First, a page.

Most states have such laws, which generally prohibit managed care entities from excluding doctors from their panels as long as the physicians meet the plan’s criteria and are willing to accept its terms. But doctors say BlueCross BlueShield of Georgia’s refusal to include some of Northeast Georgia Cancer Care LLC’s oncologists in its HMO plan is putting patient care at stake.

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Space Age Dental Scan

Friday, February 15th, 2008

Space Age Dental Scan


Space Age Dental Scan (more…)

Senate to act on Indian Health Service funding

Friday, February 15th, 2008

Washington — The Senate is poised to vote on new funding for the Indian Health Service that includes plans to combat a doctor shortage. But President Bush says he would veto it over cost and Medicaid documentation concerns.

The Indian Health Care Improvement Act of 2007 would authorize $35 billion from 2008 through 2017 for the IHS. The bill would establish doctor retention and recruitment bonuses of up to $25,000 and fund demonstration programs to recruit new physicians to the IHS. The agency’s physician vacancy rate is currently 13%. The measure also would:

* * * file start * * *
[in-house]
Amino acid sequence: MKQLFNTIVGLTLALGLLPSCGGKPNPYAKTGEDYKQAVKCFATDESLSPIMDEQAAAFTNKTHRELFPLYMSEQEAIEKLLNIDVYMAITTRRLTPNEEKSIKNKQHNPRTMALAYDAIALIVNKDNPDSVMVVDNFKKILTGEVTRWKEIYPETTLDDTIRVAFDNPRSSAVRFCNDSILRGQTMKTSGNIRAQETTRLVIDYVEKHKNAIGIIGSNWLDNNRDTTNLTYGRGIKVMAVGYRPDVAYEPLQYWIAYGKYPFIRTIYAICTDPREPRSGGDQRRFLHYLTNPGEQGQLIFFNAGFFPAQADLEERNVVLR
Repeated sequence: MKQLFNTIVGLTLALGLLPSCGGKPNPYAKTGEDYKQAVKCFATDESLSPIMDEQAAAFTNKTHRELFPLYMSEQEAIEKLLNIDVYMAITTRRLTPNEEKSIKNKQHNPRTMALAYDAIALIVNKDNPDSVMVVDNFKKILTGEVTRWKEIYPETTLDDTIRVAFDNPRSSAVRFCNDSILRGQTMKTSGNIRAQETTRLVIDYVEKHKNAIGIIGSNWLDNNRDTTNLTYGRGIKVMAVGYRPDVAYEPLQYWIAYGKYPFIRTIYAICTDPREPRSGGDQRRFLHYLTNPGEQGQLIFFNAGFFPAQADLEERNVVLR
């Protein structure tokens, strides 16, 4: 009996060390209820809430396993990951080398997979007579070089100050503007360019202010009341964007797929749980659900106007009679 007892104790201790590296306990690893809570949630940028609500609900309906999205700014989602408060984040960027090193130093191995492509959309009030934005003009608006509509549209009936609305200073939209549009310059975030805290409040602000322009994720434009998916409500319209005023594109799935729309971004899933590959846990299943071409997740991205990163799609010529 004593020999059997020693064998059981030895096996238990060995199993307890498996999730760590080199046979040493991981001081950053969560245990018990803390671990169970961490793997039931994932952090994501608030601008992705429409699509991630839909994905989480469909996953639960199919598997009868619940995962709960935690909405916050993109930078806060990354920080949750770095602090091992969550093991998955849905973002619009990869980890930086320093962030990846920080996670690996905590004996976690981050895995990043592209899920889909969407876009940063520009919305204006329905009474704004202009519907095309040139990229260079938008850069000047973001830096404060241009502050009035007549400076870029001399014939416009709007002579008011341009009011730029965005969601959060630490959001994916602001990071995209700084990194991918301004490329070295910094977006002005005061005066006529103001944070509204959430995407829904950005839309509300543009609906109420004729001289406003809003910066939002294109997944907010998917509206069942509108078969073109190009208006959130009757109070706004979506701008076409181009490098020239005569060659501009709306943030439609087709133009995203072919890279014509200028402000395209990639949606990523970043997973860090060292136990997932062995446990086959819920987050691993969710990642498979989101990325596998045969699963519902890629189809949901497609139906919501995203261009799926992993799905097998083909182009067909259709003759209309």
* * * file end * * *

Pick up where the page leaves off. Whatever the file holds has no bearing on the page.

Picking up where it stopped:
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Kinds Of Arthritis

Wednesday, February 6th, 2008

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www.arthritis.org

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Arthritis medicine for the relief of pain from Arthritis, Backache ,Strains and Sprains Supplements, Vitamins and More!

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Cancer, arthritis, heart problems, diabetes, depression, Lupus, GWS, Fibromyalgia, CFS, and many other conditions have been helped, and in some cases completely healed by the